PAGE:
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Old June 12, 2019, 09:09 PM   #1
Prof Young
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Getting new Ruger GP 100

So after researching, I've landed my 357 search on a Ruger GP 100 with the six inch barrel and the six shot capacity. Got a price more than $100 off the MSRP. Should be in soon. Gotta love it.

Life is good.
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Old June 12, 2019, 09:28 PM   #2
Targa
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Nice! That’s the one I want....stainless or blue?
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Old June 12, 2019, 09:59 PM   #3
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The GP100 is a very nice revolver, built like tanks. Good find and price.
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Old June 13, 2019, 08:16 AM   #4
mrdaputer
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You will love it
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Old June 13, 2019, 09:18 AM   #5
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The 6 inch and 3 inch .357 gp’s are my favorites.
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Old June 13, 2019, 11:46 AM   #6
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You will love it. I bought mine used, had to send it back to Ruger. they worked it over, no charge. It now has a nicer trigger, almost as nice as a well-broken in S&W. but more importantly it is the most accurate revolver I have. And I consider myself a S&W guy.

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Old June 13, 2019, 01:48 PM   #7
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Great choice. Picked mine up used in a local pawn shop. Got a good discount because the rear sight was broken. $10 for a new sight and I was back in business.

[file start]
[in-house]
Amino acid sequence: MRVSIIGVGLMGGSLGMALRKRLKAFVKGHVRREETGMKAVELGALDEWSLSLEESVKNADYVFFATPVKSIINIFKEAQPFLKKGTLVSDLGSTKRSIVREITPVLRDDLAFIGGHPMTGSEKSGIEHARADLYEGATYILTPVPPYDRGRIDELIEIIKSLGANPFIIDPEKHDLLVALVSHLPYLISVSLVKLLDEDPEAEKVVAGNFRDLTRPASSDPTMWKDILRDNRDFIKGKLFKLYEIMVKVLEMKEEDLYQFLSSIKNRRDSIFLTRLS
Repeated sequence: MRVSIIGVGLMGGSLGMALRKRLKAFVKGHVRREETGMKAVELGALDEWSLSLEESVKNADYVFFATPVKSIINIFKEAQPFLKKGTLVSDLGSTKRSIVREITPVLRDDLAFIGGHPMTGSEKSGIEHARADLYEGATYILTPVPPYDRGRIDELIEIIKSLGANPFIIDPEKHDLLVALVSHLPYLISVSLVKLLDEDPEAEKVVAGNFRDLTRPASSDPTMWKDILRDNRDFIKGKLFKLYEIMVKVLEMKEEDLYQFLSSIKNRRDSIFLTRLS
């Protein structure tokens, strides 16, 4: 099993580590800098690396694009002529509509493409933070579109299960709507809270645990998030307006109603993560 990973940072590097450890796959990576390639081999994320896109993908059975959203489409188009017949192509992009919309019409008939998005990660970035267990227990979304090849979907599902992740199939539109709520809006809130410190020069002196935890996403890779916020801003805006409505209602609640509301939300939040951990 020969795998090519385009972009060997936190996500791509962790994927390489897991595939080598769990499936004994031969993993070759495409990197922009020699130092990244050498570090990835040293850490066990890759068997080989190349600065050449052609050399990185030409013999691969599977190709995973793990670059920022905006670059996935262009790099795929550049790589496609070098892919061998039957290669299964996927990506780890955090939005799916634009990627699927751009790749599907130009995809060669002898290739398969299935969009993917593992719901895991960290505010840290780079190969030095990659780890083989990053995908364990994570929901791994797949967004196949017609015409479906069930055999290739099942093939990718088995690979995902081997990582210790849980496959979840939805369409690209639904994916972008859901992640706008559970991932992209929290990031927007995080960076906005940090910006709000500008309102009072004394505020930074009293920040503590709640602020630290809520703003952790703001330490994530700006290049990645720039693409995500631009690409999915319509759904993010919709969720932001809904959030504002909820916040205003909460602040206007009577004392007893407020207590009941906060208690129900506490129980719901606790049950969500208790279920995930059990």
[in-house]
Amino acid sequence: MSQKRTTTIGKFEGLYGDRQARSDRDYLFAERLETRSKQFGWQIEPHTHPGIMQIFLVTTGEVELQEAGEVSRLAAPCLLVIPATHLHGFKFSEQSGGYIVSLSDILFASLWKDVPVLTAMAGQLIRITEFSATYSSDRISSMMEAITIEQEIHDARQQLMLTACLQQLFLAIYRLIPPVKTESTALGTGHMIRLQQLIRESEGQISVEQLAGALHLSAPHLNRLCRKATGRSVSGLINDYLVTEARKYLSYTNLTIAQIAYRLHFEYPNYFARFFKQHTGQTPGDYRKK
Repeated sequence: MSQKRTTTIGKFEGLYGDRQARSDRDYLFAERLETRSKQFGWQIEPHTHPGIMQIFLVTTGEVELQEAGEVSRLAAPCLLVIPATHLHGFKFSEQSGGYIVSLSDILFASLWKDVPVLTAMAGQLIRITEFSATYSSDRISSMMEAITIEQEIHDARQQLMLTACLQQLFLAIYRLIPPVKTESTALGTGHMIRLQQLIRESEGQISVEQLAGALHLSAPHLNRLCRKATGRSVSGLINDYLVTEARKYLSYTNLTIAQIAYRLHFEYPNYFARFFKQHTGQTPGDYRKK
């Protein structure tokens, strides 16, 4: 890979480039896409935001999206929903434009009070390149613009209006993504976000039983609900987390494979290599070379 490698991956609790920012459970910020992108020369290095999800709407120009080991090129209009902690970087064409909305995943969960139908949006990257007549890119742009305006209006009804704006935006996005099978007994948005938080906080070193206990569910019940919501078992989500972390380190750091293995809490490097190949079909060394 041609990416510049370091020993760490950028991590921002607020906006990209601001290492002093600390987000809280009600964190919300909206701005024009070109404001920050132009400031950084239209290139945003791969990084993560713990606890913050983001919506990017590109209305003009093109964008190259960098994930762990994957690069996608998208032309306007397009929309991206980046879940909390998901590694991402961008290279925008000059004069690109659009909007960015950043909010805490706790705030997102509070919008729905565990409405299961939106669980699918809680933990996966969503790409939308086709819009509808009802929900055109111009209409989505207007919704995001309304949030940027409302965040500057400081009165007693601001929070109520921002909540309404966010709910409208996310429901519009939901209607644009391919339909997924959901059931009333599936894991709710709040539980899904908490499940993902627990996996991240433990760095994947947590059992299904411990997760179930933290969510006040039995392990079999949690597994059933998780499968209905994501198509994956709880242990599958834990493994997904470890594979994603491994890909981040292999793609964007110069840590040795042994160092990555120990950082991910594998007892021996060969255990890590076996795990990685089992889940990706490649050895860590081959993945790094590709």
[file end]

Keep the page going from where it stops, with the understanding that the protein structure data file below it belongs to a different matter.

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Old June 13, 2019, 01:59 PM   #8
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Best thing about the GP is that all the innards are SS. Easy to do a trigger job.
Bought my 4" 35ish years ago when they first came to Canada. Haven't had to do anything but a trigger job.
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Old June 13, 2019, 10:35 PM   #9
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Congratulations. Love the GP100.

I am sooo tempted to get a black SP101. https://www.ruger.com/productImages/15702/detail/1.jpg
But I don’t need it. But it would match my black Talo 3” GP100.
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Old June 14, 2019, 10:24 PM   #10
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I love the Ruger revolvers, but I'm not very found of the barrel's underlug. I wish Ruger had taken the Security-Six, gave it a little more meat in the forcing come and then left it alone! I'm also a bit unhappy with the balance. The GP-100 is a fine gun, but it's a bit heavy for camping, hiking, hunting and fishing. For range shooting and home defense it's fine. Again, I love the Security-Six; also, the S&W 66. I have two 686s (an -0 version and a -6 Model (both 6-inch)), and several of the Security-Sixes, and the 6-inch models are wonderful. And though I also have some 4-inchers as well, I wish I'd picked up a stainless Service-Six.




For outdoor carry, this is about right, in my
view. The grip can be ground down for a
round butt, something that can't be done
on a GP-100.


For outdoors, I wish the manufacturers would ljust eave off the underlugs. Others may disagree. The one thing I love a about Rugers is that anyone can do action jobs on them. Just rent a couple of cowboy movies end dry fire the daylights out of them! I'd love Ruger to add removable underlugs. That way if you don't have guides to carry your guns in the wilderness, you would be able to lighten the weight.


The S&W 686 (top) and Ruger Security-Six.

The.357 magnum is a perfect outdoors gun. It can take all sorts of critters, including the two-legged variety. Back when the Security-Six was in production, I never once heard anyone complain of recoil or difficulty controlling it in the outdoors. The SP-101 is bit of a lightweight, and the Service-/Security-Six was just about right.
--

Last edited by Stargater53; June 14, 2019 at 10:44 PM.
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Old June 14, 2019, 10:34 PM   #11
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Quote:
Originally Posted by Stargater53 View Post
I love the Ruger revolvers, but I'm not very found of the barrel's underlug. I wish Ruger had taken the Security-Six, gave it a little more meat in the forcing come and then left it alone! I'm also a bit unhappy with the balance. The GP-100 is a fine gun, but it's a bit heavy for camping, hiking, hunting and fishing. For range shooting and home defense it's fine. Again, I love the Security-Six; also, the S&W 66. I have two 686s (an -0 version and a -6 Model (both 6-inch)), and several of the Security-Sixes, and the 6-inch models are wonderful. And though I also have some 4-inchers as well, I wish I'd picked up a stainless Service-Six.